For a detailed explanation of the McDermott amendment, see story titled "Bush Signs DOJ Reauthorization Bill" in TLJ Daily E-Mail Alert No. 1,284, January 6, 2006. See especially, subsection titled "The Internet as a Telecommunications Device".

It should also be noted the at least one District Court has held that 230 immunity applies to actions alleging violation of the 223 internet harassment provision, and that 223 internet harassment does not give rise to a private cause of action. The U.S. Court of Appeals (1stCir) affirmed the U.S. District Court (DMass) in its February 23, 2007, opinion and story titled "1st Circuit Rules in Section 230 Case" in TLJ Daily E-Mail Alert No. 1,543, February 26, 2008.

Although, the plaintiff did not raise these issues on appeal. The Court of Appeals wrote, "On the federal cyberstalking claim under 47 U.S.C. 223, in addition to finding the claim barred by Section 230, the district court also found that the cyberstalking statute does not provide a private right of action. UCS does not challenge this dispositive ruling on appeal, so we affirm the dismissal of the claim on that basis, expressing no view on the appropriateness of applying Section 230 immunity to a putative civil claim under 47 U.S.C. 223."

This case is Universal Communication Systems, Inc. and Michael Zwebner v. Lycos, Inc., et al., U.S. Court of Appeals for the 1st Circuit, App. Ct. No. 06-1826, an appeal from the U.S. District Court for the District of Massachusetts, Judge Robert Keeton presiding.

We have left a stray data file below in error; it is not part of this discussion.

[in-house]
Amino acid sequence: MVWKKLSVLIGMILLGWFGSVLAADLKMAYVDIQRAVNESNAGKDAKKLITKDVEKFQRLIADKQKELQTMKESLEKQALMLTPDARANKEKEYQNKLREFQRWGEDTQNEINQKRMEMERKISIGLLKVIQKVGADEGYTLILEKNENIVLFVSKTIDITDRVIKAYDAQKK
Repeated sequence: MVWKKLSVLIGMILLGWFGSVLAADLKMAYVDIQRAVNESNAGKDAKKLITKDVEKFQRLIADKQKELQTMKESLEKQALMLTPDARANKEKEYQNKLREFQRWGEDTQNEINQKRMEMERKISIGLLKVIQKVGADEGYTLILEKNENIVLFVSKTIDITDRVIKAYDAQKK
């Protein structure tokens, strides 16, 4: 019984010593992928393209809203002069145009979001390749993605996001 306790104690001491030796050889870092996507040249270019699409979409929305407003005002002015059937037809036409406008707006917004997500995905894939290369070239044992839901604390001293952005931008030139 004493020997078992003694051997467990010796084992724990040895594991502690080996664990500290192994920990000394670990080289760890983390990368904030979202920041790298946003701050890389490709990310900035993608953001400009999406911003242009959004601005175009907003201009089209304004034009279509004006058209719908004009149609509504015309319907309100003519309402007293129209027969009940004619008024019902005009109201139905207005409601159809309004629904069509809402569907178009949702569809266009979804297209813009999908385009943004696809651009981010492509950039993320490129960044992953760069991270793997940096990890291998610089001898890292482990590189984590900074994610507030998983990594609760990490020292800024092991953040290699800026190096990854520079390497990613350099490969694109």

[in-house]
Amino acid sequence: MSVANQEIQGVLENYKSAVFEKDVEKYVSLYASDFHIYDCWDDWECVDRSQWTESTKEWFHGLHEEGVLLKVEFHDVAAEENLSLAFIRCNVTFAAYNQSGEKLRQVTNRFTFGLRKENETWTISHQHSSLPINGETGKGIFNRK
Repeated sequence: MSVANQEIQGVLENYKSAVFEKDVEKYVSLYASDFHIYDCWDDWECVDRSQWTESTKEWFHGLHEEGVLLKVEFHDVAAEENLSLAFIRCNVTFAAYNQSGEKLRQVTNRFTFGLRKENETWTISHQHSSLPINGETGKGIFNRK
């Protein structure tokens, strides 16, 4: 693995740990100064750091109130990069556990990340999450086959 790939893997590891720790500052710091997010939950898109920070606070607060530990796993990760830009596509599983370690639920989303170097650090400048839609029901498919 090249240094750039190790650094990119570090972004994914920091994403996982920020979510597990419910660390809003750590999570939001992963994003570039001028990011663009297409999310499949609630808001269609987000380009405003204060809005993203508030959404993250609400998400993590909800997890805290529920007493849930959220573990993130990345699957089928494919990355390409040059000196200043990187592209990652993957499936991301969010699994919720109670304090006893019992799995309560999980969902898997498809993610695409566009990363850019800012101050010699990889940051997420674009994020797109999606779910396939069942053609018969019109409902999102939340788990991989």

Tech Crime Report

6/18. Howe Electric Inc. pled guilty in U.S. District Court (NDCal) to conspiracy to rig bids for contracts with the Federal Communications Commission's (FCC) Universal Service Corporation. This is another in a long series of criminal prosecutions arising out of the FCC's waste, fraud and abuse plagued e-rate tax and subsidy program. The Department of Justice (DOJ) also announced in a release that Howe Electric agreed to pay $300,000 in criminal fines and $3,000,000 in restitution and civil settlement.

6/16. The U.S. District Court (DC) sentenced Parthasarathy Sudarshan to serve 35 months in prison following his plea of guilty to violating export control regulations. The Department of Justice (DOJ) stated in a release that he exported microprocessors to "an enterprise within the Department of Space of the Government of India" and "an enterprise within the Ministry of Defence of the Government of India", and that these enterprises participate in India's "space launch vehicle program" and "development and production of ballistic missiles".